Emergency Preparedness at Fanshawe Pioneer Village December 2014
It is a shoulder season right now for your maintenance department; we have the site fairly well packed up for the season and programming is not overly demanding. These are the times we can kick to the surface and catch a breath. This is when I spend some time ignoring the nuts and bolts issues and turn to the Health and Safety file for some updating and preparation.
As it turns out, just before I started this column we had an emergency preparedness drill. I set these things up, usually with a great talent for the most inconvenient timing, at regular intervals throughout the year. Like most things organized by your somewhat bumbling maintenance manager, our drills are a little ragged. However, through some miracle, they are effective and a very important part of the Health and Safety program in this workplace. Let me tell you how these things usually go.
We do at least four drills a year, concentrating on our busy summer months when we have the most staff and visitors, and a higher chance of incident. The winter drill performed at the time of this scratching, concentrates on responding when staffing is at low ebb and weather and communications can be a challenge. I would like to say, dear reader that these drills go like clockwork, but I am sure you know this organization too well to believe such fibs.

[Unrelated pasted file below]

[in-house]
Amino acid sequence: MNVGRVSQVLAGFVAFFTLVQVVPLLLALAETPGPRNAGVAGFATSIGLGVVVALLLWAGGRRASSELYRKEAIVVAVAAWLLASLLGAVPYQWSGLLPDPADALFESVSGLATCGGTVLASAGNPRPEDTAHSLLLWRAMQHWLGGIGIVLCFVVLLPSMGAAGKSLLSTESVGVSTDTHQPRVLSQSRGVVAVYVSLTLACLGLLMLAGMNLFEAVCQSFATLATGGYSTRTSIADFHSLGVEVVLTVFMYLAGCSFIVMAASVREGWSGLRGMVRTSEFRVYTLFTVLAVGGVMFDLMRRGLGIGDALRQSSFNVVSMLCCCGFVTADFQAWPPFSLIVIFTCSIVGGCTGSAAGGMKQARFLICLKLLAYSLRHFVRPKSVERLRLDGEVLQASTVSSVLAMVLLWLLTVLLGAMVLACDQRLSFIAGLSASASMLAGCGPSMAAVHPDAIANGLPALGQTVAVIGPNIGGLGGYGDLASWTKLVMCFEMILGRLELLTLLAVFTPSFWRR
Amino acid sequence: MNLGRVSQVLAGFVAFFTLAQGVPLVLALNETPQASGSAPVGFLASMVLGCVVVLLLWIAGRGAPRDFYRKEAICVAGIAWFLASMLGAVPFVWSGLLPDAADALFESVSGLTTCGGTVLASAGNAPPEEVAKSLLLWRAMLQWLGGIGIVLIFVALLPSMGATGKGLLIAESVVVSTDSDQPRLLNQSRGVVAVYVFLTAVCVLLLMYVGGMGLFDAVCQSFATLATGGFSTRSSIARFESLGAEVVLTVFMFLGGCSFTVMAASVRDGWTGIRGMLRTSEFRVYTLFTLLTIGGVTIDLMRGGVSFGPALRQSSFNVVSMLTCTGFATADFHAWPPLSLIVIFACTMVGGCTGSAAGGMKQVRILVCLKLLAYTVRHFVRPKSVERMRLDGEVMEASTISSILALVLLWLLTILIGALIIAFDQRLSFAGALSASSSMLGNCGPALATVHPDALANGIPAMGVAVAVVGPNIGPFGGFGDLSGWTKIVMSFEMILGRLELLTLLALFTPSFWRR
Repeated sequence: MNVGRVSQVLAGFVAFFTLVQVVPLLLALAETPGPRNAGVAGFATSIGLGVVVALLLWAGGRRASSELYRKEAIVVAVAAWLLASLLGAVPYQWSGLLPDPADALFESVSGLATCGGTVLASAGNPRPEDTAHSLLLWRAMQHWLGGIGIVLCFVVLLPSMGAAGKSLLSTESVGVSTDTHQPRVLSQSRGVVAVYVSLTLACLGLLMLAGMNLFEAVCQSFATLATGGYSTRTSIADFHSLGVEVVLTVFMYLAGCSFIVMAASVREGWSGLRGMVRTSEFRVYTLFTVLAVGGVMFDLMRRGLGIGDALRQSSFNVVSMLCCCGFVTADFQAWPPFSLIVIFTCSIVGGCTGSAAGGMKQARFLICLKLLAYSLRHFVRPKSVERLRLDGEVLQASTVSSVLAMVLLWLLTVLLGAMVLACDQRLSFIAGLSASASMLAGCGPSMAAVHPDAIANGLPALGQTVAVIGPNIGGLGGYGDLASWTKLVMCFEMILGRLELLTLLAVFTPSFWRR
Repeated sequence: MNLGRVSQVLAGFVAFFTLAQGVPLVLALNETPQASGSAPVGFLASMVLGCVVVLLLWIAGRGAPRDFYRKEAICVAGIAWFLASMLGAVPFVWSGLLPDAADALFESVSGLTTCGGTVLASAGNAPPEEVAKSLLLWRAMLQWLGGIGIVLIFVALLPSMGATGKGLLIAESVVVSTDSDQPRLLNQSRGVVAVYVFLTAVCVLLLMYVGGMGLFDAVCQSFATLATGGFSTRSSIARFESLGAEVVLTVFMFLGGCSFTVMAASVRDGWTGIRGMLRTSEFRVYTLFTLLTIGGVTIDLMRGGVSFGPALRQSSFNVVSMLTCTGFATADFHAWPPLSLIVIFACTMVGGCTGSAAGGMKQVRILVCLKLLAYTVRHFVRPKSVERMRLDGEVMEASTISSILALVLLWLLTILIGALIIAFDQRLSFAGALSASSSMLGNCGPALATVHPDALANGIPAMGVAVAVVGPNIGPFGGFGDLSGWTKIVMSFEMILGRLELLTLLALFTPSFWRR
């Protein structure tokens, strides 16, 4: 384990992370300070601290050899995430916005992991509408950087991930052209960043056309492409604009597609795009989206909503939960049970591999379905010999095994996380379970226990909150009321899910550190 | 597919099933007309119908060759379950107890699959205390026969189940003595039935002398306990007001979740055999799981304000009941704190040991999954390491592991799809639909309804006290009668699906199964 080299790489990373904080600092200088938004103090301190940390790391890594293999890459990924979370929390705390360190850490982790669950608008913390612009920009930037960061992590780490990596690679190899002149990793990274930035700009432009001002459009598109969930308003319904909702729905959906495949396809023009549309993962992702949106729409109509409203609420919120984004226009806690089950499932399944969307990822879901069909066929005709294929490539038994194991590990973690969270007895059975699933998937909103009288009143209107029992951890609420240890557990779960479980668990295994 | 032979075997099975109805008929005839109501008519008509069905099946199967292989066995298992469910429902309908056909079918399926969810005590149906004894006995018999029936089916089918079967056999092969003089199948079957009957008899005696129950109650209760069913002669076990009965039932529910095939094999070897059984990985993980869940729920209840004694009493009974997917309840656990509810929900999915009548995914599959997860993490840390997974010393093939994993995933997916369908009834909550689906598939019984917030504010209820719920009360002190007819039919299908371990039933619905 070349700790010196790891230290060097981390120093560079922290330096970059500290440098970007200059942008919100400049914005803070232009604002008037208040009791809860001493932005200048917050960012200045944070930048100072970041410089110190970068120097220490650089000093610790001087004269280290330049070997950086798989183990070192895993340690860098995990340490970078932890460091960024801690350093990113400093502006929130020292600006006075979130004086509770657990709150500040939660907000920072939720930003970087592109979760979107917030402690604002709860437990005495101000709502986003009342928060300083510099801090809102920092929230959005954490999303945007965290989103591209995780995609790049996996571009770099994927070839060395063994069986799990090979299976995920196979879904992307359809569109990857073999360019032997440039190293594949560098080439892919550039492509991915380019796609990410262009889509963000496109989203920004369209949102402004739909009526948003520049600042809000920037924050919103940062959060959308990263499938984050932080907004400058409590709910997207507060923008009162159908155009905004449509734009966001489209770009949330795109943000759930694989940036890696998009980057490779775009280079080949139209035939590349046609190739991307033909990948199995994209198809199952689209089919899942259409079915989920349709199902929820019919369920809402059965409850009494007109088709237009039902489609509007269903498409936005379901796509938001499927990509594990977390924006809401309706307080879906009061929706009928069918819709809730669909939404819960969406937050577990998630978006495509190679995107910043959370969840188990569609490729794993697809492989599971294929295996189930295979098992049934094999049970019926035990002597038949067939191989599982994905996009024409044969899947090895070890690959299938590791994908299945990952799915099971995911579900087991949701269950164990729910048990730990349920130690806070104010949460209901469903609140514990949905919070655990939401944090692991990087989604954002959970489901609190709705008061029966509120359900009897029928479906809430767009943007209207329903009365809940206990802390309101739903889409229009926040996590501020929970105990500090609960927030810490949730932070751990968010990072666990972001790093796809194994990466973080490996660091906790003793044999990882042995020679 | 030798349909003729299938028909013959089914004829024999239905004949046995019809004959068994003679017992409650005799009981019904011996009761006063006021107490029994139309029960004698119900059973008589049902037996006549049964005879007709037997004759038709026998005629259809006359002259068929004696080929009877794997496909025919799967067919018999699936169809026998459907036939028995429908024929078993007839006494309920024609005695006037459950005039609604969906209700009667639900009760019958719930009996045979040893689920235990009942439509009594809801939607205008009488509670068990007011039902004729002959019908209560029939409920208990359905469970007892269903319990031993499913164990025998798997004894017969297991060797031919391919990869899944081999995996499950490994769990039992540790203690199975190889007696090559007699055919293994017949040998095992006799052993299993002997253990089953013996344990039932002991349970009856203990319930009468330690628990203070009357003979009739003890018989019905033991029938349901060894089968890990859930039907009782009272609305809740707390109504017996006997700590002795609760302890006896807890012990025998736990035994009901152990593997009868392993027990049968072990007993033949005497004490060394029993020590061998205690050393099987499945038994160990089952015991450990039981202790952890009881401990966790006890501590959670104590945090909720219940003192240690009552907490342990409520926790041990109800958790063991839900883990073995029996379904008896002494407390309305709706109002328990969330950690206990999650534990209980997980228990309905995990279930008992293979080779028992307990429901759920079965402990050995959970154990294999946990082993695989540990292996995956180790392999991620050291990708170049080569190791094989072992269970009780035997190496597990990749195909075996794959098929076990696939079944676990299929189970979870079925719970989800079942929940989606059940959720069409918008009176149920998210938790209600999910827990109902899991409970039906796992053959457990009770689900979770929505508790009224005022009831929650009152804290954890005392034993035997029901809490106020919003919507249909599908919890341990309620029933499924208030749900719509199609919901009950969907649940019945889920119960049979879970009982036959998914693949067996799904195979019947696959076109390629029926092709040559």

We chose a scenario, usually personal injury because it is applicable to the process and our most likely emergency; we then chose a location and get things rolling. Two staffers perform key rolls; one will be the person that finds the incident and the second uses our truck and serves as the emergency vehicle. No matter what shape things take during our drills the important thing is to strive for clear communications and to get the emergency vehicle to the site of the incident as soon as possible. Once the faux emergency has been placed, then the staffer on the scene makes the ‘911 call’, which is a call to the cell phone of the other staffer in the truck that is waiting just outside the park gates. Staff on site communicates clearly the nature of the incident and asks for appropriate response just as if they are talking to a 911 dispatcher. Our driver in the truck waits an appropriate response time and then drives to the Village.
Meanwhile back at the ranch: all staff co-ordinate the emergency response; any required first aid equipment is engaged, all gates are opened, roadways are made clear and a series of pointers scramble, and it often is a scramble, to spots along our roadways that point the emergency vehicle directly to the incident. Once our truck and driver arrive successfully at the incident site the drill is finished, staff is radioed to stand down and everyone is thanked for their participation. The drama is over and we all shuffle back to more mundane tasks.
This manager and the maintenance staff at Fanshawe Pioneer Village wish everyone a safe and happy Holiday season completely free of any emergency response vehicles.
Manager of Buildings